10 March 1879 – Champion Bay – Drunk on 6th inst. – fined 5/-. Ditto, twice more, each time fined 5/-.

6 June 1879 – R.M. Fremantle – overstayed his pass – cautioned.

9 September 1879 – Fremantle – out after hours – 14 days H/L. Also drunk & incapable – 7 days H/L.

5 October 1879 – Superintendent of Fremantle Prison – having a library book in his possession – cautioned.

Employment in WA

31 December 1887 – General servant £1 per week, Wellington District, employer William Cunningham Ramsey, Minninup.

30 June 1888 – Ditto.

31 December 1888 – Ditto.

5 July 1889 – Remission to R.M. Bunbury.

(Note: John Garner was employed at Minninup by Ramsey as early as 1881, his address when he wrote a letter protesting his innocence.[13])

John Garner never accepted the guilty verdict against him and dedicated much of his spare time to writing letters to various people in authority in Lincolnshire and the British Government, professing his innocence and claiming that his second wife was the guilty party.

The editor of the Melton Mowbray Times sent a letter to another newspaper, the Boston Guardian, in 1879, signing it ‘H.T.’, and stating that in his impartial opinion, John Garner, who over the years had been protesting his innocence and had by then served more than 20 years in a foreign land for a crime that he insisted he had not committed, was entitled to a review of his case.[14]

Nothing happened for a number of years, but John persisted in his quest for justice. Here is an extract from his lengthy letter which was published in full in the Stamford Mercury on 14 October 1881:

‘…It will be remembered by some of your readers that I, John Garner, was, in December 1862, apprehended on warrant, and charged with the wilful murder of my mother, Jemima Garner, my natural mother, and afterwards charged with the murder of my lawful wife. Now sir, it so happens for the comfort of myself that both those women were poisoned without my knowledge, therefore I am the first and real complainant, as I have kept repeating to the inhabitants in the neighbourhood that I belong to.

Now sir, as they refuse to accept me as the complainant, as I justly am, I claim the privilege to be legally dealt with, viz., to be found guilty or not guilty, because I expect them to acquit themselves honourably. If I am guilty it is their duty to hang me. If the crimes were committed without my knowledge, as I say they were, then I must be the complainant, and it must be their duty to protect me…’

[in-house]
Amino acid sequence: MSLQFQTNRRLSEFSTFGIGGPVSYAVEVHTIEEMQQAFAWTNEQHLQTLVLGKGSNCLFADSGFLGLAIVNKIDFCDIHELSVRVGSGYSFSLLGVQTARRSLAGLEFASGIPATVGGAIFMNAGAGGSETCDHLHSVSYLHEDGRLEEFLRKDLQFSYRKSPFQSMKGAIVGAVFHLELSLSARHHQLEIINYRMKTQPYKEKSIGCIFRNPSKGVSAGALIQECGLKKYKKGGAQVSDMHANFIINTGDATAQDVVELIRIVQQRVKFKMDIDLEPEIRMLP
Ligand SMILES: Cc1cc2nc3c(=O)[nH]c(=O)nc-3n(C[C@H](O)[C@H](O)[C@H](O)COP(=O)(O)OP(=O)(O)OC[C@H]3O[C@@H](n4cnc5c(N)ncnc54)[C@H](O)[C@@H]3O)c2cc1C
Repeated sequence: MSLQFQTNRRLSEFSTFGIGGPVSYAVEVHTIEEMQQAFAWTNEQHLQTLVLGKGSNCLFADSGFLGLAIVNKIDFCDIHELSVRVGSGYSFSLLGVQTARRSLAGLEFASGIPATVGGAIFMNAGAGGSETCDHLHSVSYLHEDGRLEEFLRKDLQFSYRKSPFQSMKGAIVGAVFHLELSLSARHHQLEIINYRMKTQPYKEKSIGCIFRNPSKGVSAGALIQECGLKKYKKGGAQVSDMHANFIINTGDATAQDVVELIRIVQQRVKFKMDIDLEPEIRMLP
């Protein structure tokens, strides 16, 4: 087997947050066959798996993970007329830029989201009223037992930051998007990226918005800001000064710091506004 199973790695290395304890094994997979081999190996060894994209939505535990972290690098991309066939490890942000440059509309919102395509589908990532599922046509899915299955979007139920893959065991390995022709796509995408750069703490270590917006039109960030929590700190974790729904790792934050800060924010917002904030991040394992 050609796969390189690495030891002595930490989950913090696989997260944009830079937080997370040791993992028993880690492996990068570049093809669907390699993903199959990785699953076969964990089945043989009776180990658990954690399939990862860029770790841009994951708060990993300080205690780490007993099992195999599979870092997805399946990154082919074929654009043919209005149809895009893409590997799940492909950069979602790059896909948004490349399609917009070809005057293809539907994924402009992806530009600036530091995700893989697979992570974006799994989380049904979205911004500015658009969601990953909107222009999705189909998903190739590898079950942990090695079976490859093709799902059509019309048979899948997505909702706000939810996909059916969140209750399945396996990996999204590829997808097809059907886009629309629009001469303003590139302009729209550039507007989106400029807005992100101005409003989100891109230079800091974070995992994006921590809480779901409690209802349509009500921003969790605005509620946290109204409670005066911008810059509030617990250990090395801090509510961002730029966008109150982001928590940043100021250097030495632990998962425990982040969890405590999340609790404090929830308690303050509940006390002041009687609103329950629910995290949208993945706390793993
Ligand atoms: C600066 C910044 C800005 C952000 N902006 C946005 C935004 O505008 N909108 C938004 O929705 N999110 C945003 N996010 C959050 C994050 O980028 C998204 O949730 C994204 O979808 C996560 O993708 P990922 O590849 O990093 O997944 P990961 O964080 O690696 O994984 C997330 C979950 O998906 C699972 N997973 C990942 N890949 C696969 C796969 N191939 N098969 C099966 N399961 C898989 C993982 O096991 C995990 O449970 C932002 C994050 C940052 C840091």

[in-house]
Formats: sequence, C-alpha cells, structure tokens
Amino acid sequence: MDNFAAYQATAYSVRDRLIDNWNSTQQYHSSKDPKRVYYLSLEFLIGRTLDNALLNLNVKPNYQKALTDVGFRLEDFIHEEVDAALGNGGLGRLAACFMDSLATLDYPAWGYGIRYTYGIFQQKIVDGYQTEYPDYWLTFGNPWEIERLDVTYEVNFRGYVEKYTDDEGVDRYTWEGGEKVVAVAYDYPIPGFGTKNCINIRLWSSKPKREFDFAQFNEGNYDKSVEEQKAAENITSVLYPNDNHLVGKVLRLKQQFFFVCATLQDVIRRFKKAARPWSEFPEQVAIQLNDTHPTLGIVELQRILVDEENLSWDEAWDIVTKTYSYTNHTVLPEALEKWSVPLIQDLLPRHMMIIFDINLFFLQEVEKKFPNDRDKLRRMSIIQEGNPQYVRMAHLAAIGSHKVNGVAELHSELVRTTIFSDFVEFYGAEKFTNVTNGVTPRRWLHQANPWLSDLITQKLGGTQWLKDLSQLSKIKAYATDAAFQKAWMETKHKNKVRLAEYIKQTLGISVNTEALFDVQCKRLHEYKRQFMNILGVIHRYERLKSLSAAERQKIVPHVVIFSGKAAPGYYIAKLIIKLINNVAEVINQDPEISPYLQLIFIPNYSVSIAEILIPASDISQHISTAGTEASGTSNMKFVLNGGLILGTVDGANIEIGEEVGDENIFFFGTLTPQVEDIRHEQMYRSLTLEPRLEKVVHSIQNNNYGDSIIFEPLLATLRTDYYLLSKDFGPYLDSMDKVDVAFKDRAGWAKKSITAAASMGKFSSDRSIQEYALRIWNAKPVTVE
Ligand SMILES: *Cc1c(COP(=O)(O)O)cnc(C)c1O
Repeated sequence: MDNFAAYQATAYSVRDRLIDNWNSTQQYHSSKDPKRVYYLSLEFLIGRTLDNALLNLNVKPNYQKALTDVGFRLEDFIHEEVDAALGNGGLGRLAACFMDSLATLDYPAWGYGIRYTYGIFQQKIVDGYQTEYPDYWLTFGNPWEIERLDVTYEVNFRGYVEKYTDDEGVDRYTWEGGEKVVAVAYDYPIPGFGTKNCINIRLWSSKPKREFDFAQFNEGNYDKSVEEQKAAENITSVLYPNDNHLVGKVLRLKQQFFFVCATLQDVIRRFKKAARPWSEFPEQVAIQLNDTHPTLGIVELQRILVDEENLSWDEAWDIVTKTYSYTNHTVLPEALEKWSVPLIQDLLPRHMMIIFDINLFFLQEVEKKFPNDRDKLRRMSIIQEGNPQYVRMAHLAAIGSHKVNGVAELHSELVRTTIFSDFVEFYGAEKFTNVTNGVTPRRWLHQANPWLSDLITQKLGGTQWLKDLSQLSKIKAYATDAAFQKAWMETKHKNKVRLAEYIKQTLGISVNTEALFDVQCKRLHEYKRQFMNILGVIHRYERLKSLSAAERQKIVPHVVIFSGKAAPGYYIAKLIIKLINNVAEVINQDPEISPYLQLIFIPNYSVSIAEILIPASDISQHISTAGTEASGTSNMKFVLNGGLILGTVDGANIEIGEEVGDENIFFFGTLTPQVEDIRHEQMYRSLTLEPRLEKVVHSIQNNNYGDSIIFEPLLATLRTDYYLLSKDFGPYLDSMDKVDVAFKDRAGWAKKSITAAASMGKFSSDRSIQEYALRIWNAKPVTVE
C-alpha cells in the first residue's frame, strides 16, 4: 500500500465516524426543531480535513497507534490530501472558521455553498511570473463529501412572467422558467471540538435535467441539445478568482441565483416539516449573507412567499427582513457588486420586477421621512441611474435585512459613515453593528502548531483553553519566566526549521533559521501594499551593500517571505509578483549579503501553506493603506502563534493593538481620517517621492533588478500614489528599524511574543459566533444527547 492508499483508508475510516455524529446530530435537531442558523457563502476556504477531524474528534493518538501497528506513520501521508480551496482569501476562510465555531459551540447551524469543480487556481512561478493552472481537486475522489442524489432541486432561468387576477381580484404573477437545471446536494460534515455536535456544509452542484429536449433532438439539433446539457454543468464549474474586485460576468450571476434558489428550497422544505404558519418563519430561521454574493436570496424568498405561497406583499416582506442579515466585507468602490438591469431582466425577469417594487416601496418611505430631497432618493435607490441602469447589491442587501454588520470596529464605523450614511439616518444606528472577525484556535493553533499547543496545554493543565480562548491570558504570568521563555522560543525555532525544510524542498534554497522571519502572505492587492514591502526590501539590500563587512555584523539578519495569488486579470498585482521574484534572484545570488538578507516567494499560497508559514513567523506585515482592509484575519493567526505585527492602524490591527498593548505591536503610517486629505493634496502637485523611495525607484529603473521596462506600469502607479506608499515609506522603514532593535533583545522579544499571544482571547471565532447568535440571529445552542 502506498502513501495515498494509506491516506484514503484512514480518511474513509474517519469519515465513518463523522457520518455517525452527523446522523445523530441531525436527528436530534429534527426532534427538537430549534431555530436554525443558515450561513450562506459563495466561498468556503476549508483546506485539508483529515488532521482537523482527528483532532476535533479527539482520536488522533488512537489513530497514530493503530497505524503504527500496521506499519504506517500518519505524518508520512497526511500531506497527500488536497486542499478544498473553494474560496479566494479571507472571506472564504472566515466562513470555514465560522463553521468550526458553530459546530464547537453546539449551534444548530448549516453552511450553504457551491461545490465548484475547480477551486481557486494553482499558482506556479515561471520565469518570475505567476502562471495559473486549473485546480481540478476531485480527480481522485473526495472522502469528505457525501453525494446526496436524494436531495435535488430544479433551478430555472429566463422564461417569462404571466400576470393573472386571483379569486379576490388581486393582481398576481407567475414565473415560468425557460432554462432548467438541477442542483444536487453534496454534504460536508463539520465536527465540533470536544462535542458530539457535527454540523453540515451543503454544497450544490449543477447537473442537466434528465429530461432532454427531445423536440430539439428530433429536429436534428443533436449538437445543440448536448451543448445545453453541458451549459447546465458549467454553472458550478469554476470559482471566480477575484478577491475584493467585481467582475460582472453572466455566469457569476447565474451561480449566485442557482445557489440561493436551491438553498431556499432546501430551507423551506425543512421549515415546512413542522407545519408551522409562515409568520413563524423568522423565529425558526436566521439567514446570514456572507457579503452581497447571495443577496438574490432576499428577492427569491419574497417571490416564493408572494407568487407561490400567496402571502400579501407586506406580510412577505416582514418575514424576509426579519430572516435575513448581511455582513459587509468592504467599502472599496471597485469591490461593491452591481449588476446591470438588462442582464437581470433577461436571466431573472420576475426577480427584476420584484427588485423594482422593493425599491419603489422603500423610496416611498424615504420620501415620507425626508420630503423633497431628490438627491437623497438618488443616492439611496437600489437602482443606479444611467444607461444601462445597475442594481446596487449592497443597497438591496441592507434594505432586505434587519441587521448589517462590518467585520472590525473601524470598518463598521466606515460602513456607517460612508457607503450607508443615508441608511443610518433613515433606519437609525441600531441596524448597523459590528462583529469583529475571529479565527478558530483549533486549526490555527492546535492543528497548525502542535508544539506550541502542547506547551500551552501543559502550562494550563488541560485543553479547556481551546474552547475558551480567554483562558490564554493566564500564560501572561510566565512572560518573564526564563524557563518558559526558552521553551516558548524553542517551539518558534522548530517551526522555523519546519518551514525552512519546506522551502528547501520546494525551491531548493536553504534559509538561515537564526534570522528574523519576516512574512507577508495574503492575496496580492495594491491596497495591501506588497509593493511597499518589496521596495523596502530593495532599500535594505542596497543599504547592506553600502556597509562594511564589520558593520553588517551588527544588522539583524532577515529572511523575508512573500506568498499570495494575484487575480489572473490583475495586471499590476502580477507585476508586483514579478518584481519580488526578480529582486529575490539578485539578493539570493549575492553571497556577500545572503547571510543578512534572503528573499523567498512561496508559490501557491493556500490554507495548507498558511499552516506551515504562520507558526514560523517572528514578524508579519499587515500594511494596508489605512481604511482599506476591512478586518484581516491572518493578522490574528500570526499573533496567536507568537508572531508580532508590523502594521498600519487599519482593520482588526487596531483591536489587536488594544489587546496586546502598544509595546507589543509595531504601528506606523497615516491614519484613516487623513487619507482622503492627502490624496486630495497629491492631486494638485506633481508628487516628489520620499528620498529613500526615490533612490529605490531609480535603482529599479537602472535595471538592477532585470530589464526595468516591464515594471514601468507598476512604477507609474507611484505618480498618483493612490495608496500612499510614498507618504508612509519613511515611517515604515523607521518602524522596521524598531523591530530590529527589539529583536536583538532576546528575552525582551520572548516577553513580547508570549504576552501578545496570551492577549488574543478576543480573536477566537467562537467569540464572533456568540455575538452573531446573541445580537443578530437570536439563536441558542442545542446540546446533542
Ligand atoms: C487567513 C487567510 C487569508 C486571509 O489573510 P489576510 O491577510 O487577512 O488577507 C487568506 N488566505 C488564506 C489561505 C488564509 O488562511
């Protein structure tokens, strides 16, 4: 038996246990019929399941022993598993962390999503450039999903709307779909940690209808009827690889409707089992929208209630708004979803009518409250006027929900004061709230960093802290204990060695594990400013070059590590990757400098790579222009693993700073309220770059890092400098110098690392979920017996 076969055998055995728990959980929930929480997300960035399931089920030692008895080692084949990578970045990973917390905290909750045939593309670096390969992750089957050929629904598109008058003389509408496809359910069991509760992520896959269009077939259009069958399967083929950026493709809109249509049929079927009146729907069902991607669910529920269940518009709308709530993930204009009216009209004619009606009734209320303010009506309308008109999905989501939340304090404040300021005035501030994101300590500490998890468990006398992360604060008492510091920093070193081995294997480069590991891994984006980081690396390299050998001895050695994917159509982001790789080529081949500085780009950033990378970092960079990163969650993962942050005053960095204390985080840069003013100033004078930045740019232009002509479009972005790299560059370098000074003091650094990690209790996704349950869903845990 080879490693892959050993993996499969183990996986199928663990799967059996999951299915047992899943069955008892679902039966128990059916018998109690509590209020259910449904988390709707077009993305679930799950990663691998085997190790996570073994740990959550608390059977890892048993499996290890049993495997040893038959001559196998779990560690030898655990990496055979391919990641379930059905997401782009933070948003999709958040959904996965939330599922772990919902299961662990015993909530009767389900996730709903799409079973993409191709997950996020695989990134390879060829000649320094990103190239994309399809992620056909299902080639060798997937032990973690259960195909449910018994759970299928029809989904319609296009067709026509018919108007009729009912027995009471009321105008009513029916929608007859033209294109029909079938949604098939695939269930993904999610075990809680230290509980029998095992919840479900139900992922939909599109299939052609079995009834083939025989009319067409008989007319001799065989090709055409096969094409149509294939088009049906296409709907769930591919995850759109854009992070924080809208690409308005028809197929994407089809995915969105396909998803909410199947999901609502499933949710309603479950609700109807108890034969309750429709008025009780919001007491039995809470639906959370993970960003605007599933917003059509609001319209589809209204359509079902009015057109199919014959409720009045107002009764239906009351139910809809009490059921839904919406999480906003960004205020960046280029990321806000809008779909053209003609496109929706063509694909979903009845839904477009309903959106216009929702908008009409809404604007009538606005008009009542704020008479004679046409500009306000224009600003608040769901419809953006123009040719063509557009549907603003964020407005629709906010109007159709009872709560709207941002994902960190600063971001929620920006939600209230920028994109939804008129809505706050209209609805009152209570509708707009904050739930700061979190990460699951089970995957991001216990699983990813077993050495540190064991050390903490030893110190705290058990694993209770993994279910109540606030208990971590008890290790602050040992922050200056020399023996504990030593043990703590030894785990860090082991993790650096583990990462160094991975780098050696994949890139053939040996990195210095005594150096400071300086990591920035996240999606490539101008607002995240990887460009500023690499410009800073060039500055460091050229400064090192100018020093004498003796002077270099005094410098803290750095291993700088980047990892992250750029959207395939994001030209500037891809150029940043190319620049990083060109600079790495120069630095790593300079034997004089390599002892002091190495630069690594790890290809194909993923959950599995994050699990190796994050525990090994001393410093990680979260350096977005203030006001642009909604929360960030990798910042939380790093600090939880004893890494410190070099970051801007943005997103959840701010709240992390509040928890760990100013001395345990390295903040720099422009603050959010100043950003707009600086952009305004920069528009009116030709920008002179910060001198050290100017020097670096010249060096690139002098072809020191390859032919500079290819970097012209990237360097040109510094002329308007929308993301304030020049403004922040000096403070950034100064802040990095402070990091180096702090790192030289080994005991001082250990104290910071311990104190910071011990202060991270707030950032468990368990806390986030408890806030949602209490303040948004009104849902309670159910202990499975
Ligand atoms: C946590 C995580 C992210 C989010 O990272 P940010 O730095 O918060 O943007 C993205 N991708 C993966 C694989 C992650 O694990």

(Signed) John Garner, Minninup, Bunbury, Western Australia, Aug. 28th, 1881.

At the time John went on to say that he would undoubtedly have been next in line for a ‘lick of white powder’, as he had reached the conclusion that his young wife Elizabeth had only married him for the purpose of raising her status. His letters were well-drafted and convinced a lot of people that his plea was justified. However the issue remained unresolved for a number of years, but John persisted and eventually won the support of some influential people, who in 1888 set up a petition on his behalf:


Efforts are being made to call the attention of the Home Secretary to the case of John Garner, now a convict on leave in South Australia (sic, Western Australia), and formerly a shop-keeper and farmer at Revesby Moorhouses in the County of Lincoln. Readers of the Mercury will remember that letters from Garner have occasionally appeared in our columns, appealing to the people of Lincolnshire for justice and protesting his innocence of the crime imputed to him, the murder of his mother and first wife on the charge of manslaughter, of which he was convicted. There was a very general feeling at the time of his conviction, that he was the victim of circumstances, but the prejudices that existed against him owing to his second marriage, and his alleged cruelty to his mother, prevented this finding a collective expression.

His repeated protests of innocence have induced several persons to look into the matter, and the result is a petition from Garner to the Home Secretary, stating his case, which is to be supported by a memorial from the Lincolnshire people. We give the texts of both the documents below. Copies of the memorial on sheets prepared for signature may be had on application to Mr. J. Cooke, 94, West Street Boston, who, along with Dr. Clegg of Boston, has charge of this matter. (A copy of the petition and the memorial were published at the end of this article.)[15]